Why do moths eat clothes?

Webbing and case-making clothes moths are the two types of moths that can plague wool, silk, cashmere, angora or fur, and other textile items that contain keratin.

It is not actually the moths that eat your clothes, but their larvae, as moths only have mouths during their larval stage. A female moth deposits a mass of fertilized eggs, between 50 to 1,000, onto a piece of clothing.

Moth larvae have a specific diet, and the female moths therefore typically pick clothes made from animal fibres. Moth larvae will sometimes eat leather, feathers and even hairballs of human or pet hair. Moth larvae won’t eat synthetic and cotton fabrics, unless they’re blended with an animal fibre.  That’s because synthetic and cotton material doesn’t contain keratin.

Clothing moths prefer to live in dark places, like in a closet, where they can discreetly deposit their larvae onto the nearest suitable garment. They spin cases and emerge as a full-grown moth in 2 ½ weeks.

Cedar and lavender can be used as natural moth repellents.

How to keep your clothes safe from moths?

Protect your clothing by effectively treating and preventing moth infestations.

Locate the source of the infestation

The first step is to figure out where the moth infestation originated. Look for holes in any garments made of animal fibres, to try and find out where the moths have been leaving their eggs.

Clean your clothes

Items made of wool or animal products, must be taken to the dry cleaners. Let the dry cleaners know that you want the clothes cleaned specifically for moths, as they will use chemicals that will kill moth eggs.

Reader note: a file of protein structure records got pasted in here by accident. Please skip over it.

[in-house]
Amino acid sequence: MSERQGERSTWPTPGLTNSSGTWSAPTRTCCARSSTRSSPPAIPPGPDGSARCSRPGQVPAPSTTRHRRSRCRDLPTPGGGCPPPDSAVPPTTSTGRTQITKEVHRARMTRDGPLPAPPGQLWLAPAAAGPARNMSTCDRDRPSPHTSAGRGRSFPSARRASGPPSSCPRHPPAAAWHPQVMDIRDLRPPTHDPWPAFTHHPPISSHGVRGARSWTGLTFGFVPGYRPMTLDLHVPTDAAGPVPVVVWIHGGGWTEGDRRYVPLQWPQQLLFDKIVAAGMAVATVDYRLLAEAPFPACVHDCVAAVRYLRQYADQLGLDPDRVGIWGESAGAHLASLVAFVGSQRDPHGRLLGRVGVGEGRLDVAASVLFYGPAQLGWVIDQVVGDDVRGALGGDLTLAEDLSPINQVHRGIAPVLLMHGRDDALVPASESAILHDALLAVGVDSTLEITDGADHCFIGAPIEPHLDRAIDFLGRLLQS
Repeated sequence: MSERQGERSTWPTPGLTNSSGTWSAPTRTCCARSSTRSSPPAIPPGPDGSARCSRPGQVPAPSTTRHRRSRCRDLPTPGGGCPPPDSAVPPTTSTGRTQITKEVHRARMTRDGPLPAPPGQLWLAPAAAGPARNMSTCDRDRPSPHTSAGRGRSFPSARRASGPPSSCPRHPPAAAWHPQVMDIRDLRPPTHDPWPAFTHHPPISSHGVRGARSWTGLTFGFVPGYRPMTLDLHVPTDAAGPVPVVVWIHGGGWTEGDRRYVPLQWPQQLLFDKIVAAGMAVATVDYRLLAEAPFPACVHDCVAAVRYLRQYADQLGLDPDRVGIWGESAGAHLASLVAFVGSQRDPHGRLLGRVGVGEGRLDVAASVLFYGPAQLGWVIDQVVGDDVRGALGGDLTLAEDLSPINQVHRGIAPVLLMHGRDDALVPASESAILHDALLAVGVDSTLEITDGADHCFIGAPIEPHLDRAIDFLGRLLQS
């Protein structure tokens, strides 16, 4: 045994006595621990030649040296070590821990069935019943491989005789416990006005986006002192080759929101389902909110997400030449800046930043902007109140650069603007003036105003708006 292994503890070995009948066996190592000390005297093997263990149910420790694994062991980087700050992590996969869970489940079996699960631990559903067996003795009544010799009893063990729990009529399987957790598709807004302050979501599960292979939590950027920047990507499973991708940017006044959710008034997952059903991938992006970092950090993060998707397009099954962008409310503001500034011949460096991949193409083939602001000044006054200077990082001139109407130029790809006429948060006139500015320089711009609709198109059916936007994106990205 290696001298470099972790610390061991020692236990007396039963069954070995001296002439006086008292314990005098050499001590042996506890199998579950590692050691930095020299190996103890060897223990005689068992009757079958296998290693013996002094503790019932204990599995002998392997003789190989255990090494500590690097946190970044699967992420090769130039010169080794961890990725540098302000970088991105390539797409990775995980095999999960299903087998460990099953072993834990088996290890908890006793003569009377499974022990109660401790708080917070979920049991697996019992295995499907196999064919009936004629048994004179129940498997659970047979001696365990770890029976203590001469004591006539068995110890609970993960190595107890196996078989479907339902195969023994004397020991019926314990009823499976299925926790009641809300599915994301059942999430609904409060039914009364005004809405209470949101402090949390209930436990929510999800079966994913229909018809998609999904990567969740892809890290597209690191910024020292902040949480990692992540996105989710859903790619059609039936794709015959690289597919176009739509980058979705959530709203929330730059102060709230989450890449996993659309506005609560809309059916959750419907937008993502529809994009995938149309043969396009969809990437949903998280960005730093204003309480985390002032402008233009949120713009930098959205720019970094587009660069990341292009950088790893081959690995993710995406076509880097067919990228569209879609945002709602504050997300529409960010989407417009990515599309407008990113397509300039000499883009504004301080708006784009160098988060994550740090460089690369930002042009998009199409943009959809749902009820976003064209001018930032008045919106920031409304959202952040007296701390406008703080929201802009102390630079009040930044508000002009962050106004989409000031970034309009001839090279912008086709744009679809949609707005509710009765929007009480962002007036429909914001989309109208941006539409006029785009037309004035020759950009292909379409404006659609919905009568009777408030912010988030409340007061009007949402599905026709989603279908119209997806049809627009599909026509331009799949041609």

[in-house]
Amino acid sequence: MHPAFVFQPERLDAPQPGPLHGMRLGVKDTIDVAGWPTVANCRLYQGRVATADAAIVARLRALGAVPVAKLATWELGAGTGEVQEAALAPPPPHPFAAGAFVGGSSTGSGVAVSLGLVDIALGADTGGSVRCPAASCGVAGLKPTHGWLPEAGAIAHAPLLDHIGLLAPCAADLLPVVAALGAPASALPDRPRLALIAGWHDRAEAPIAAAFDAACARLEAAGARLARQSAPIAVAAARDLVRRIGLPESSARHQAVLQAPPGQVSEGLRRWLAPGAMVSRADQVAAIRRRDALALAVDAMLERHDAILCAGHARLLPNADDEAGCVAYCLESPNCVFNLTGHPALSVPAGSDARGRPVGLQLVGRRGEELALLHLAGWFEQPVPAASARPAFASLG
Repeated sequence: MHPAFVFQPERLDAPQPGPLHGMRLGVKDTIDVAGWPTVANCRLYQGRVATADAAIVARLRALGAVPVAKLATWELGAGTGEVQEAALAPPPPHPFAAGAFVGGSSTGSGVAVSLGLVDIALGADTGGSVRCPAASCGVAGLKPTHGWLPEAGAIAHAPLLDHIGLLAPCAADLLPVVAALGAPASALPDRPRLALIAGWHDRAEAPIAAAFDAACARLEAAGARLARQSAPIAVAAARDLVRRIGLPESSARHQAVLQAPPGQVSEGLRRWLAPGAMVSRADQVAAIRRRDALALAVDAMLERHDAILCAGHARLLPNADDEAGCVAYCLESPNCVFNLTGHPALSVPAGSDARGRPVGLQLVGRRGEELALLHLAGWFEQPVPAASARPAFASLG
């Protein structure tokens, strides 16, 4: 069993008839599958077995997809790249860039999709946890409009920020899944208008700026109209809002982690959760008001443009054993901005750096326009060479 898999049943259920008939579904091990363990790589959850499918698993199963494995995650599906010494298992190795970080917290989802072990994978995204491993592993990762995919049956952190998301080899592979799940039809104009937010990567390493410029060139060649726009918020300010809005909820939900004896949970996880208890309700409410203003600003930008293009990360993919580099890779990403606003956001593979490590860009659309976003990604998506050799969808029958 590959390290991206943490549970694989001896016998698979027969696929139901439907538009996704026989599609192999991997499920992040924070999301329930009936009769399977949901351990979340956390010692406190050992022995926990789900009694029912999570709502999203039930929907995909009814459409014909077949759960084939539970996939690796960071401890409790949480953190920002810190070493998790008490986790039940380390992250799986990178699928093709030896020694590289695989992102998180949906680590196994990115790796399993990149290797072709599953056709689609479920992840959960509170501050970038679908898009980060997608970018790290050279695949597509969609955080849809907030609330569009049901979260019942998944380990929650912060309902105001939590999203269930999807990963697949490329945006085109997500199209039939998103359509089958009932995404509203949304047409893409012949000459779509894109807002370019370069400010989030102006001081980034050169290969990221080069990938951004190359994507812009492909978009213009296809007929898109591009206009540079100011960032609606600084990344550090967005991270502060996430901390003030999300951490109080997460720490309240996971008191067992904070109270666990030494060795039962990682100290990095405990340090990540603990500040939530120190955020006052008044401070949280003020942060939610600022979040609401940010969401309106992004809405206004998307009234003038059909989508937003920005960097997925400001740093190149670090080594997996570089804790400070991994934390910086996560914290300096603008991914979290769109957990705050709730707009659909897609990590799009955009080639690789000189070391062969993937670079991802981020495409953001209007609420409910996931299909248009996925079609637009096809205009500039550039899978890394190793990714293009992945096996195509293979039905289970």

Everything else must be placed in the washing machine and washed with hot water, this will ensure that all moth larvae are destroyed. Place your washed clothes in the sunlight, as this also helps to kill larvae.

Clean your closet

After the source has been found, and you have washed your clothes, you need to clean your closet. Moths’ eggs can end up in a whole host of places – floors, the tops and bottoms of shelves, and even the ceiling. Do a thorough job of vacuuming and dusting, especially in the corners and any carpeted areas. Moth eggs can hide in carpets and under furniture, so it’s very important that you vacuum everywhere.

Iron your clothes

By using an iron, which applies direct, high heat to your clothing, will kill moth eggs and larvae clinging to your clothes. It is perfectly safe to iron your wool clothing unless the garment’s tags say, “do not iron” or “dry clean only”. If the clothing item can be ironed, set your iron to the “wool” setting, use a steam heat, and press from the inside with a pressing cloth between the iron and your clothes.

Freeze your wool

Sub-zero temperatures will kill any larvae or moths in any of their developing stages. Place the affected items in the freezer for a few days, it isn’t necessary to pack the items in plastic bags.

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